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Bay leaves release their rich savory flavor slowly so add them to long-simmering soups, stews, pot roast, tomato sauce and slow cooker recipes.
The botanical name of the bay leaf has a touch of grandeur: Laurus nobilis. Perhaps that’s why the Romans fashioned the deep green leaves into crowns to honor the earliest Olympic champions. Bay leaves, also called bay laurel, are still a symbol of highest achievement. Think of the honor of being called a “poet laureate” or “Nobel laureate.” In other cultures, bay leaves have a long reputation for protecting against lightning, witchcraft and evil. But we think their real usefulness is in the kitchen, lending a warm undertone to soups, stews and sauces.
The bay leaf is a sturdy herb that benefits from long cooking. It’s best when boiled, simmered, stewed or steeped. That’s when the bay leaf’s delicate flavor and subtle aroma really shine. We find that the bay leaf adds an unmistakable and comforting background note to almost any slow-cooked dish.
Bay leaves can technically be eaten but are usually not consumed. They are a stiff leathery leaf that do not soften with cooking. Most recipes suggest using them whole and then removing them before serving the dish. Bay leaves add a subtle depth of flavor and are usually used as a supporting herb.
Many cuisines, including Greek, French and Indian, depend on the bay leaf for its ability to transform simple ingredients. From risotto to mole to tomato sauce to simmered beans, bay leaves bring depth and complexity.
You might not expect to encounter bay leaves at your local bar. Yet modern mixologists are creating unusual cocktails infused with the flavor of bay leaf. Imagine sipping a drink of mango juice, orange vodka and blueberry liqueur with a bay leaf lending its herbal, tea-like flavor. Happy hour, here we come!
We love using bay leaves to brighten the flavor of starchy ingredients. Add the leaves to the boiling water when you cook potatoes and your mashed potatoes will be extra delicious. Same with dried beans. A few bay leaves, peppercorns and chili flakes in the cooking water will work wonders. Rice is another good candidate. Bay leaves give it depth of flavor. Just remember to remove the leaf before serving.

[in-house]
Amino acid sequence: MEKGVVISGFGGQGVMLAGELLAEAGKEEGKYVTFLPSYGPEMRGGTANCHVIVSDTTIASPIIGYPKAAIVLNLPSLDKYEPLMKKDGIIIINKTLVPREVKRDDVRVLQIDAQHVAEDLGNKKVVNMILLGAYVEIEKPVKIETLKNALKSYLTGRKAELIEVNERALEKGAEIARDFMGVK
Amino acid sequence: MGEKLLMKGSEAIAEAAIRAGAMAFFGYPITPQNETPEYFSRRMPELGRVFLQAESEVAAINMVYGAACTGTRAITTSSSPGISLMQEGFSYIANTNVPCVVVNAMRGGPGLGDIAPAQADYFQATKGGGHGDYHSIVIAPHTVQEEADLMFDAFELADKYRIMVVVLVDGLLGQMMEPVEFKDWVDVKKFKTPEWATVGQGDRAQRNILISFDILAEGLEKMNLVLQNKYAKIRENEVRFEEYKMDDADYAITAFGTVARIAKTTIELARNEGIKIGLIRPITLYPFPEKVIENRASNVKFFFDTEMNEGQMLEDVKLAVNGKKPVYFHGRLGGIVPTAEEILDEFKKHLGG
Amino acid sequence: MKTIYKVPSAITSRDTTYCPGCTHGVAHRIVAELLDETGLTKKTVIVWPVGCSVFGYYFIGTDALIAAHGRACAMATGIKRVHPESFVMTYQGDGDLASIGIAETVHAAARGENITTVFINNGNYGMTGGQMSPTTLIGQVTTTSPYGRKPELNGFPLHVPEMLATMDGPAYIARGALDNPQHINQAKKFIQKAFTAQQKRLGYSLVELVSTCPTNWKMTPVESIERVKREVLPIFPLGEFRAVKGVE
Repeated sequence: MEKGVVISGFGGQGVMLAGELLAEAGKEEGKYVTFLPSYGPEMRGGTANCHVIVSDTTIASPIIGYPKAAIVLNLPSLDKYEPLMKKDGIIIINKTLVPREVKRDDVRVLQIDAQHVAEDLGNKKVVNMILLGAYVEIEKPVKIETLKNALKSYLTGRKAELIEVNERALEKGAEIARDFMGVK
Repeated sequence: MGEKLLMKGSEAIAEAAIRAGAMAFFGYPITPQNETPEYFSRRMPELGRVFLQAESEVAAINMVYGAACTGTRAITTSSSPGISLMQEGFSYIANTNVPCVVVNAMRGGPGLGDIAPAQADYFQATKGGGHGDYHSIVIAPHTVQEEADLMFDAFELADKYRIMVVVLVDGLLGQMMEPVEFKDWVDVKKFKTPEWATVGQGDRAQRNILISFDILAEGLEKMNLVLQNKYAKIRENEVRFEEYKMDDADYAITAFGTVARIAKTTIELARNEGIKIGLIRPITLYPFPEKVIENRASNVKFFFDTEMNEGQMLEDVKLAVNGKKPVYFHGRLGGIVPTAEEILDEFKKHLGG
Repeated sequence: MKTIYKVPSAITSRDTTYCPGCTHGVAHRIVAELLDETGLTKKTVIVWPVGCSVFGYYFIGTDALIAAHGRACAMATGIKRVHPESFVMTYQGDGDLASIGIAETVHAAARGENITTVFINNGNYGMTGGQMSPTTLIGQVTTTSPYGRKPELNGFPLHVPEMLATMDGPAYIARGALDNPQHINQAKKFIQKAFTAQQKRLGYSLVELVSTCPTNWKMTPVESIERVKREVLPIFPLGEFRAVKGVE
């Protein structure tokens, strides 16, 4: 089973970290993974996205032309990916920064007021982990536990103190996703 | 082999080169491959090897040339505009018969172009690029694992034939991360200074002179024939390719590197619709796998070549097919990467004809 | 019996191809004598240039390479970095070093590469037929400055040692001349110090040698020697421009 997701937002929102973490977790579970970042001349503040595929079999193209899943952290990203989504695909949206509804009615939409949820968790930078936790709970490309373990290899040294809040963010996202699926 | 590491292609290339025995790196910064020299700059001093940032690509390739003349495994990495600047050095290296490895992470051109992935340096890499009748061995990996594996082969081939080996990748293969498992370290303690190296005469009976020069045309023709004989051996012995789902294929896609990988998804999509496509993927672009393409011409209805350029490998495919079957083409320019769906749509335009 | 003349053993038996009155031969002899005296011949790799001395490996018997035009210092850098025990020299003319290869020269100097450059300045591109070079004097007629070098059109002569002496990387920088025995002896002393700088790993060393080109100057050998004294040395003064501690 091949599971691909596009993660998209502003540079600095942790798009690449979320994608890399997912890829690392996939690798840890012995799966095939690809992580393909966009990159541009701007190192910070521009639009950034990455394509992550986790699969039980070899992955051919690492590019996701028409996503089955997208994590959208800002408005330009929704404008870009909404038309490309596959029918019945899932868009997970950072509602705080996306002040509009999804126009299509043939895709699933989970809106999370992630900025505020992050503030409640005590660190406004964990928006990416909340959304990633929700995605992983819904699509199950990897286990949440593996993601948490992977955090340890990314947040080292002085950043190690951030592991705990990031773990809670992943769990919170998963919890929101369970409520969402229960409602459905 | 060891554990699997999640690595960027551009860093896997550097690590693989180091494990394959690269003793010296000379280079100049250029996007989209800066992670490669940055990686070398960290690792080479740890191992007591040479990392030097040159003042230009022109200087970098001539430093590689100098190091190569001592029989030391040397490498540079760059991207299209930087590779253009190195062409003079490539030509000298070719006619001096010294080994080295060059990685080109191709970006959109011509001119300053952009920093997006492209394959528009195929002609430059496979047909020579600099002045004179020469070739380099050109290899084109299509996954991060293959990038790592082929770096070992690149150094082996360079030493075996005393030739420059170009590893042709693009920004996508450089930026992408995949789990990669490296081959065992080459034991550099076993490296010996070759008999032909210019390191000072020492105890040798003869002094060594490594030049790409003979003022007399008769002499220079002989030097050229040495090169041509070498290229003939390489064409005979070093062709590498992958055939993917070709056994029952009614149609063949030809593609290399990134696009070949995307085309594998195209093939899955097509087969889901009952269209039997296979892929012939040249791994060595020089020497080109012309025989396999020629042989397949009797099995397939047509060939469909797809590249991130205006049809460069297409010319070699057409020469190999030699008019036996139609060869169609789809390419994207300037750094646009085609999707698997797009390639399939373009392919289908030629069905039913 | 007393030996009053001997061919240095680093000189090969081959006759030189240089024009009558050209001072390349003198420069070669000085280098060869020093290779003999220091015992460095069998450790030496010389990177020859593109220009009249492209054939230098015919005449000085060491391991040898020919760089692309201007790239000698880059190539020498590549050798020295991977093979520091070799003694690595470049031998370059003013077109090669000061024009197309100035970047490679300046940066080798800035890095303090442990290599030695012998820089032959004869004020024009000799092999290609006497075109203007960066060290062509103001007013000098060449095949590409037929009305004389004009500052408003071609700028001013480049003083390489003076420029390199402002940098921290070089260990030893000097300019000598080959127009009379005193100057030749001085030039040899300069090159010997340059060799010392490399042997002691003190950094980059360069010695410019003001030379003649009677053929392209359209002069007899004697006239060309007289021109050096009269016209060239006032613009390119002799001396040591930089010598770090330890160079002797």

Marinades for most any beef, pork or poultry dish will benefit from the addition of a bay leaf. We like how it rounds out the flavors of other herbs. To marinate beef, for instance, combine a bay leaf with dried thyme and rosemary, plus olive oil, black pepper and a splash of red wine. Let it sit for an hour and then grill or roast.
Bay leaves are a surprisingly good accompaniment to seafood. Add a leaf or two, a few lemon slices and a sprinkling of celery seed to the water the next time you steam shrimp. The same goes for seafood soup. Classic Italian fish soups and stews often include a bay leaf with parsley flakes, thyme and a hint of crushed red pepper.
If you don’t have bay leaves on hand, what makes a good substitute? One of the best substitutes we’ve found for bay leaves is a pinch of poultry seasoning. It offers some of the same earthiness and complexity of flavor. When added to recipes that call for a bay leaf, poultry seasoning will retreat into the background as the dish cooks and lend a delicious touch. Fresh California bay leaves are not a recommended substitute for dried bay leaves. They have a menthol-like aroma that may overpower some recipes.
Keep dried bay leaves in an airtight jar similar to all herbs and spices away from heat and moisture. We recommend a spice cabinet that is away from the sink, stove and not facing direct sunlight. When properly stored, dried bay leaves can last up to 2 years but we recommend to always check the best use date.
Bay Leaves pairs nicely with these herbs and spices. Try them together the next time you're in the kitchen cooking something up for lunch or dinner.
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